Monday, June 16, 2014

Relief

The past week has been ripe with dread and eager anticipation.

Yeah, I've been torn in two: One part of me fearing that my monday morning meeting with a specialist would result in him telling me that I need to get a steroid injection in the disc that is herniated. The other part of me hoping that I would get to have the injection.

My needle-phobia self was at war with my I-need-to-get-better-please-god-let-me-get-better self.
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This morning (Monday morning) I met with the specialist.

After sitting uncomfortably (read: crying) in the waiting room well past my appointment time, I slowly followed the nurse back to the examination room. Very slowly. He rushed ahead of me. I take my time these days.

He saw the look on my face and my pathetic shuffling gait and told me I could lie down, and then he fetched me a pillow to put between my knees. "Ah," I thought, "these are my people."

Keith came in a few minutes later, arm extended with the cliff bar I had requested that he go buy. I was feeling anxious in the waiting room and had worked my stomach into a tizzy.

When the doctor came in, it was like a light was turned on. The guy had charisma. And he was really listening to me. I told him the long history of my back ailments (dating back to the February snow shoveling stupidity) and then he did a brief examination--checking my reflexes (yep, the right foot doesn't respond); resistance (hmm, surprising strength); walk on toes (no can do, sir).

Then he said it: I can give you a steroid injection. It doesn't cure it. Nothing can do that--not even surgery--but this will help with the pain.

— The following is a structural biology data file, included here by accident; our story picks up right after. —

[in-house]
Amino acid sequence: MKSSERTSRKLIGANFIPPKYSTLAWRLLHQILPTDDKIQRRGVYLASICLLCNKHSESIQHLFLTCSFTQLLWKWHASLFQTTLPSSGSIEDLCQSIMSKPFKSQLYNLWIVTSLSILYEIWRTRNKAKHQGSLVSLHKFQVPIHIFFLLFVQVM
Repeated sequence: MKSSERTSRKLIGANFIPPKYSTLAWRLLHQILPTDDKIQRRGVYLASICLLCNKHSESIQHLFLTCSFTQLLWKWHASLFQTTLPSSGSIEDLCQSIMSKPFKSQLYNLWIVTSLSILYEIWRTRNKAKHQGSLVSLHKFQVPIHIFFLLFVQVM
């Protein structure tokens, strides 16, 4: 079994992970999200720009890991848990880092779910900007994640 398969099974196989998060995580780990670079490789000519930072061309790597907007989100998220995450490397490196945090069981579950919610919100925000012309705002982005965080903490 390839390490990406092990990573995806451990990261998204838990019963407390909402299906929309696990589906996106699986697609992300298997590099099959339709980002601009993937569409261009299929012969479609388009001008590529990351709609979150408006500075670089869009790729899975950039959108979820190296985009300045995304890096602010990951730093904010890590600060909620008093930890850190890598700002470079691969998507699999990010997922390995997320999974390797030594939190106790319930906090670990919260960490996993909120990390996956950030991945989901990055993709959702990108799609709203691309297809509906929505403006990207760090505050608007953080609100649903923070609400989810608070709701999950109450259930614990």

I learned that I'm always going to have a damaged disc in there. And that lots of people have damaged discs. It's just that they don't become aware of it because the fluid isn't oozing out in the direction of the spinal canal, pushing against nerves.

"No, I don't want the injection, but I have to do it. I have to get better. I need to get better." My two selves were at war. The doctor knew it.
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I was escorted to the sterile room for the injection just about 20 minutes later. I had swallowed an anxiety pill just before Keith helped me put on the hospital gown. That was a novelty... I've never been in one of those gowns before. I thought of that Jack Nicholson movie where his ass is showing at the back of his gown. And I realized how it is that a person could just not care about their ass showing.

I lied down on my belly atop the operating table. At one end it looked like a massage table, complete with the pillow that has a face hole. But at the other end it sloped upward and then downward again with the high point situated so that my lower back and butt would be elevated.

There was a big white can-shaped x-ray machine hanging from a bending arm--like those lights that dentists throw around wildly when trying to see what's growing behind my back teeth.

The doctor situated the can over my lower back and an image flashed onto a screen. He could see exactly where the disc was. Using a metal pointer, he touched my back at the point where he needed to make the injection, watching the xray screen to make sure he was in the right spot, then with an X, he marked it with a pen.

I was freaking out this whole time. He was telling me exactly what he was doing, but my mind was going crazy. I realized that the anxiety medication hadn't kicked in yet. That medicine blocks my ability to get really worked up, so I knew that it wasn't doing its magic.

After a whole lot of fussing and crying and letting my two selves battle it out in front of this poor doctor and his assistant, the doc said, "It will only be two minutes."